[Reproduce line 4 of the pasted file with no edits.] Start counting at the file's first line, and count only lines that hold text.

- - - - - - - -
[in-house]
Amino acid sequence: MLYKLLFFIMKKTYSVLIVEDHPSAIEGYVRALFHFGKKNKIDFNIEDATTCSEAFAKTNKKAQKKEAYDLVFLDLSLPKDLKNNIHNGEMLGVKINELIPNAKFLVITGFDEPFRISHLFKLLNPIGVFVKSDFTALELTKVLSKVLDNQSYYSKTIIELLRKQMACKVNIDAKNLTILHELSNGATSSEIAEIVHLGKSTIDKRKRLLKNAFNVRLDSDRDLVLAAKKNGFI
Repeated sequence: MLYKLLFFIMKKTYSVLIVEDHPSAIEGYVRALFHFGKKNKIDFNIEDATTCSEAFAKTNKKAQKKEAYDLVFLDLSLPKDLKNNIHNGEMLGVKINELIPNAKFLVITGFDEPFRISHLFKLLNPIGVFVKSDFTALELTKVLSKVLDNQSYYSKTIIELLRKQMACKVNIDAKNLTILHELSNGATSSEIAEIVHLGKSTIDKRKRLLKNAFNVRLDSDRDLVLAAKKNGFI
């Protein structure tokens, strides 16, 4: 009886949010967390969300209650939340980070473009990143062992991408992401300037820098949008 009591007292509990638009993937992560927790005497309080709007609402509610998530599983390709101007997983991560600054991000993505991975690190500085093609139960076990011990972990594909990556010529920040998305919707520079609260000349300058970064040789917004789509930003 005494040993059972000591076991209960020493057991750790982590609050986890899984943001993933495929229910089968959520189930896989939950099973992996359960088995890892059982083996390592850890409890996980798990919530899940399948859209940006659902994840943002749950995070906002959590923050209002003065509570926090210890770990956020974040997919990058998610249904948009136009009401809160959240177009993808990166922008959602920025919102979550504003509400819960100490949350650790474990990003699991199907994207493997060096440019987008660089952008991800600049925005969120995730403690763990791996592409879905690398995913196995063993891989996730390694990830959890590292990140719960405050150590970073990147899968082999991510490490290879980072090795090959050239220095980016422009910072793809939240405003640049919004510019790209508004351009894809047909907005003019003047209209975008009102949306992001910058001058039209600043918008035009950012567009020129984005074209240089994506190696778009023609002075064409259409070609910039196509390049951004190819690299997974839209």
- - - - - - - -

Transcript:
């Protein structure tokens, strides 16, 4: 009886949010967390969300209650939340980070473009990143062992991408992401300037820098949008 009591007292509990638009993937992560927790005497309080709007609402509610998530599983390709101007997983991560600054991000993505991975690190500085093609139960076990011990972990594909990556010529920040998305919707520079609260000349300058970064040789917004789509930003 005494040993059972000591076991209960020493057991750790982590609050986890899984943001993933495929229910089968959520189930896989939950099973992996359960088995890892059982083996390592850890409890996980798990919530899940399948859209940006659902994840943002749950995070906002959590923050209002003065509570926090210890770990956020974040997919990058998610249904948009136009009401809160959240177009993808990166922008959602920025919102979550504003509400819960100490949350650790474990990003699991199907994207493997060096440019987008660089952008991800600049925005969120995730403690763990791996592409879905690398995913196995063993891989996730390694990830959890590292990140719960405050150590970073990147899968082999991510490490290879980072090795090959050239220095980016422009910072793809939240405003640049919004510019790209508004351009894809047909907005003019003047209209975008009102949306992001910058001058039209600043918008035009950012567009020129984005074209240089994506190696778009023609002075064409259409070609910039196509390049951004190819690299997974839209």